Women and Gender in International Development program at Virginia Tech
Our mission is to work towards gender equality in development by promoting gender sensitivity in every OIRED project and ensuring that women benefit. We believe that development is achieved most effectively when it is inclusive, equitable, and based on the priorities of local groups. As a learning community and academic resource, we seek to build capacity to address gender disparities in the areas of agriculture, natural resource management, education, food security, health and nutrition, and water. The WGD program works collaboratively with VT faculty and students, partner organizations around the world, and other stakeholders, conducting interdisciplinary research on gender issues to increase opportunities for women while achieving the technical goals of our projects.
The WGD Program now offers internship opportunities through the Women's and Gender Studies Program at Virginia Tech, as well as through the Geography Department. For internships in Women's and Gender Studies, visit VT's Women's & Gender Studies program page. Individuals interested in pursuing internship or independent study opportunities not associated with the Women's and Gender Studies Program may contact the WGD Program Director for more information.
- Read our Briefing Sheet on Gender and Poverty Reduction for an executive summary of Virginia Tech's 30-plus-year commitment to taking gender issues into account in global poverty reduction.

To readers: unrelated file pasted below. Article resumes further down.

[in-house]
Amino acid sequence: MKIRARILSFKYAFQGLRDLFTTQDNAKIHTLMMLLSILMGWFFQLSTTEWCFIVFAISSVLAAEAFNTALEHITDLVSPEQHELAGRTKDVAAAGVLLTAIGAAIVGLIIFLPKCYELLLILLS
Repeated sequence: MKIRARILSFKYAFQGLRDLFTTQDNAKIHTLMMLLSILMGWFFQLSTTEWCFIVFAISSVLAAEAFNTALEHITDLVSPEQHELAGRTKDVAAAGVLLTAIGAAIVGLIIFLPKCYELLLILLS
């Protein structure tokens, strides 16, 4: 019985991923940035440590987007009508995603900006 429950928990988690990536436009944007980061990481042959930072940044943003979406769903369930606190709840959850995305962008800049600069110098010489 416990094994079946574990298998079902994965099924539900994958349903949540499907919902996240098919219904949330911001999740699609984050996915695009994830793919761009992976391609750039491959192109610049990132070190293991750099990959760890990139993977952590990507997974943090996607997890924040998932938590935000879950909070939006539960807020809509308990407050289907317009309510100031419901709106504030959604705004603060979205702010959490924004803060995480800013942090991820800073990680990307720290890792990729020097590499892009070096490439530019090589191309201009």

- Go to: Maria Elisa Christie's webpage
- Watch "Kenya's Female Farmers," a narrated slideshow produced by The World Bank that clearly presents examples of the challenges women face in agriculture in developing countries.
What is Gender?
Gender is a social construct that refers to relations between and among the sexes, based on their relative roles. It encompasses the economic, political, and socio-cultural attributes, constraints, and opportunities associated with being male or female. As a social construct, gender varies across cultures, is dynamic and open to change over time. Because of the variation in gender across cultures and over time, gender roles should not be assumed but investigated. Note that "gender" is not interchangeable with "women" or "sex."
WGD Discussion Series, Fall 2014
“Mind Your Cattle”: How a Board Game Simulator Addresses Sustainability, Development, and Gender in a Rural Kenyan Maasai Community
Jennifer E. Coffman
Associate Executive Director, International Program; Associate Professor, Integrated Science and Technology; Director, East Africa Field School; Chair, Board of Directors, Carolina for Kibera, Inc.
Wednesday, November 12, 2014
Office of International Research, Education, and Development (OIRED)
526 Prices Fork Road
Conference Room A, 12:00 to 1:00 pm
For an abstract for this discussion and additional details, visit “Mind Your Cattle”: How a Board Game Simulator Addresses Sustainability, Development, and Gender in a Rural Kenyan Maasai Community. The WGD program has sponsored a discussion series for the past several years, giving students and professionals an opportunity to share their research and discuss issues of Women and Gender in International Development. Students, faculty, staff and members of the community are encouraged to attend the discussions and bring their ideas and questions. Please share this information widely, and encourage others to attend. We look forward to seeing you there.